His performance as a Pole in Daphne Laureola led to his casting as a Polish soldier in The Miniver Story, the sequel to the wartime morale boosting film Mrs. Miniver; unlike its predecessor, it was poorly received critically. The same year he also appeared in the more successful The Wooden Horse playing an Australian prisoner of war.

During this time, Finch's closeness to the Olivier family led to an affair with Olivier's beautiful but increasingly unstable wife, Vivien Leigh, which began in 1948, and continued on and off for several years, ultimately falling apart due to her deteriorating mental condition.

In 1951 Finch played Iago onstage opposite Orson Welles in Othello. Despite his stage experience, Finch, like his mentor Olivier, suffered from stage fright, and as the 1950s progressed he worked increasingly in film. His roles increased in size and prestige, including being cast as the villain Flambeau in Father Brown (1954) and as the lead in the Hollywood film Elephant Walk (1954).

Film stardom

Towards the end of 1954 Finch's contract with Laurence Olivier was about to expire and he instead signed a seven-year contract with the Rank Organisation worth £87,500 to make one film a year for them. "We are going to build Peter into a major British star," said Earl St. John, Rank's head of production, at the time.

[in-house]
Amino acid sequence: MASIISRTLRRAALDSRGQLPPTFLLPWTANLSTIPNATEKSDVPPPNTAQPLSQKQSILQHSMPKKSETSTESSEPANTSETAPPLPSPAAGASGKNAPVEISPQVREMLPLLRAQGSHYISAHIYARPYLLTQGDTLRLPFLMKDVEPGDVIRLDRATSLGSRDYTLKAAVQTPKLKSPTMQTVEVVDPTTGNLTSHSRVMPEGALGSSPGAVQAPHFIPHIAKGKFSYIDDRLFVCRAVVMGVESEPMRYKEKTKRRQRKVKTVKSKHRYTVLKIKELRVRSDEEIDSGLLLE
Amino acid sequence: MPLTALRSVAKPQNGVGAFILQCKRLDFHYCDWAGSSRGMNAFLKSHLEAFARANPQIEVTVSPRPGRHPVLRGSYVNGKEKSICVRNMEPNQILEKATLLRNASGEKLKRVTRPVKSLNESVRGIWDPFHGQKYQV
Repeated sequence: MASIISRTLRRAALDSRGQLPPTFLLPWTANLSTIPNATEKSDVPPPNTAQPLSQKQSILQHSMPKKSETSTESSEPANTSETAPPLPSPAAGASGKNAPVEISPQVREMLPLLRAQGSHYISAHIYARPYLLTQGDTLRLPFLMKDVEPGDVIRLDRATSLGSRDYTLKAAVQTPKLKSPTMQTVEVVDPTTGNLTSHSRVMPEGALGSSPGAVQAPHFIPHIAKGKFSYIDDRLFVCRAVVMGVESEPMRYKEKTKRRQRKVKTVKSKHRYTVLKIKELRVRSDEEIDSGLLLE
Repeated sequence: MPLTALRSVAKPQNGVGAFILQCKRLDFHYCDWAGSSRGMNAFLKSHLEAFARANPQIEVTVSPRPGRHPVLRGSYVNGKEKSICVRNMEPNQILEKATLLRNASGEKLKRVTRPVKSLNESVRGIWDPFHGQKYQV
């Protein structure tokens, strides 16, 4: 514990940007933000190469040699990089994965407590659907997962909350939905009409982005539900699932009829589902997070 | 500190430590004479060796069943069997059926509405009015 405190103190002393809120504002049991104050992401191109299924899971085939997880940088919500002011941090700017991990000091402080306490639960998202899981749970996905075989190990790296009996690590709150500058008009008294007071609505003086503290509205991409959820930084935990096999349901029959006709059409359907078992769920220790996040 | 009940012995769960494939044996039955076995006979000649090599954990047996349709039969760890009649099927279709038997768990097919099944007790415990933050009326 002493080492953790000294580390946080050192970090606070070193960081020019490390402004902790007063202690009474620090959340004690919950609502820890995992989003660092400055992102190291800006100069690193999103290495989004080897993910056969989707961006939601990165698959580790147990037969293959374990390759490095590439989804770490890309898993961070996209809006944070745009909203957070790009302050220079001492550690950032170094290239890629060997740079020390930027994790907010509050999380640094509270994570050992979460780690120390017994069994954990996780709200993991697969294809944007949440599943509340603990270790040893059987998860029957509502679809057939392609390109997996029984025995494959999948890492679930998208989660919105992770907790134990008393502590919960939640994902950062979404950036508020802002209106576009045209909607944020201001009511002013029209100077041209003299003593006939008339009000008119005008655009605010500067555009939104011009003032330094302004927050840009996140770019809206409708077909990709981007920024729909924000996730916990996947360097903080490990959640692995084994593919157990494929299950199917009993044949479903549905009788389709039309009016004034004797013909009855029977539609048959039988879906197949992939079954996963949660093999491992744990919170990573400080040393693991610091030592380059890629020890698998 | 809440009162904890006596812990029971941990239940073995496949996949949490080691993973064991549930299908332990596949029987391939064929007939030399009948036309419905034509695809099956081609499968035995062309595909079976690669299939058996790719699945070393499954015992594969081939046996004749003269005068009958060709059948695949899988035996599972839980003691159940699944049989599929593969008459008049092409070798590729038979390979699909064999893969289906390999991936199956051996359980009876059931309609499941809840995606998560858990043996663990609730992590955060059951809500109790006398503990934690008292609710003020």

Finch's first roles for Rank under the new arrangement were undistinguished: Passage Home, Make Me an Offer, Josephine and Men and Simon and Laura. However in 1956 he appeared in two major hits, A Town Like Alice (1956) and The Battle of the River Plate (1956), which saw exhibitors vote him the seventh most popular British star at the box office; the following year his ranking went up to third, being the fifth most popular regardless of nationality. He returned to Australia to make two films, Robbery Under Arms (1957) and The Shiralee (1957).